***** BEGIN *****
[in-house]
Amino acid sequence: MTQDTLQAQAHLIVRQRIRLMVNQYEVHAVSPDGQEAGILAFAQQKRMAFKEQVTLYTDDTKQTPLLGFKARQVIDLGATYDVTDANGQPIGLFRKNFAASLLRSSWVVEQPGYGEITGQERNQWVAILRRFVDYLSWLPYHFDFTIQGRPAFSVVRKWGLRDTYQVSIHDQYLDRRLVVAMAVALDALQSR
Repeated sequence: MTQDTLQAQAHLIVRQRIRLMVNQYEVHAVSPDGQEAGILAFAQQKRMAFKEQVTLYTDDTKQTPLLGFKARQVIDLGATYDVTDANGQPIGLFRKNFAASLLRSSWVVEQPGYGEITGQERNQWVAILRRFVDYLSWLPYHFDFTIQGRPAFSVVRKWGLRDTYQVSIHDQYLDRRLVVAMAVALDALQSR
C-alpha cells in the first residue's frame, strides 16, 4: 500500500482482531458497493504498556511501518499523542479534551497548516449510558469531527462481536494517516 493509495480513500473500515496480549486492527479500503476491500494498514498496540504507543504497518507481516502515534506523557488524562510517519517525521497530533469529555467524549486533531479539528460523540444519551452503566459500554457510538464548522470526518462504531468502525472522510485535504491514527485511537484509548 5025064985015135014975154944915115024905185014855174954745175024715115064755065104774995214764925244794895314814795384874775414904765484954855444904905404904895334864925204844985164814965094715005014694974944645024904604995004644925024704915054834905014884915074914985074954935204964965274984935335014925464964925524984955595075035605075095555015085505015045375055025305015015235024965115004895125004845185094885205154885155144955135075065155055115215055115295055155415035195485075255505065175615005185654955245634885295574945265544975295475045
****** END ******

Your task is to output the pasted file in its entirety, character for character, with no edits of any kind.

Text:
[in-house]
Amino acid sequence: MTQDTLQAQAHLIVRQRIRLMVNQYEVHAVSPDGQEAGILAFAQQKRMAFKEQVTLYTDDTKQTPLLGFKARQVIDLGATYDVTDANGQPIGLFRKNFAASLLRSSWVVEQPGYGEITGQERNQWVAILRRFVDYLSWLPYHFDFTIQGRPAFSVVRKWGLRDTYQVSIHDQYLDRRLVVAMAVALDALQSR
Repeated sequence: MTQDTLQAQAHLIVRQRIRLMVNQYEVHAVSPDGQEAGILAFAQQKRMAFKEQVTLYTDDTKQTPLLGFKARQVIDLGATYDVTDANGQPIGLFRKNFAASLLRSSWVVEQPGYGEITGQERNQWVAILRRFVDYLSWLPYHFDFTIQGRPAFSVVRKWGLRDTYQVSIHDQYLDRRLVVAMAVALDALQSR
C-alpha cells in the first residue's frame, strides 16, 4: 500500500482482531458497493504498556511501518499523542479534551497548516449510558469531527462481536494517516 493509495480513500473500515496480549486492527479500503476491500494498514498496540504507543504497518507481516502515534506523557488524562510517519517525521497530533469529555467524549486533531479539528460523540444519551452503566459500554457510538464548522470526518462504531468502525472522510485535504491514527485511537484509548 5025064985015135014975154944915115024905185014855174954745175024715115064755065104774995214764925244794895314814795384874775414904765484954855444904905404904895334864925204844985164814965094715005014694974944645024904604995004644925024704915054834905014884915074914985074954935204964965274984935335014925464964925524984955595075035605075095555015085505015045375055025305015015235024965115004895125004845185094885205154885155144955135075065155055115215055115295055155415035195485075255505065175615005185654955245634885295574945265544975295475045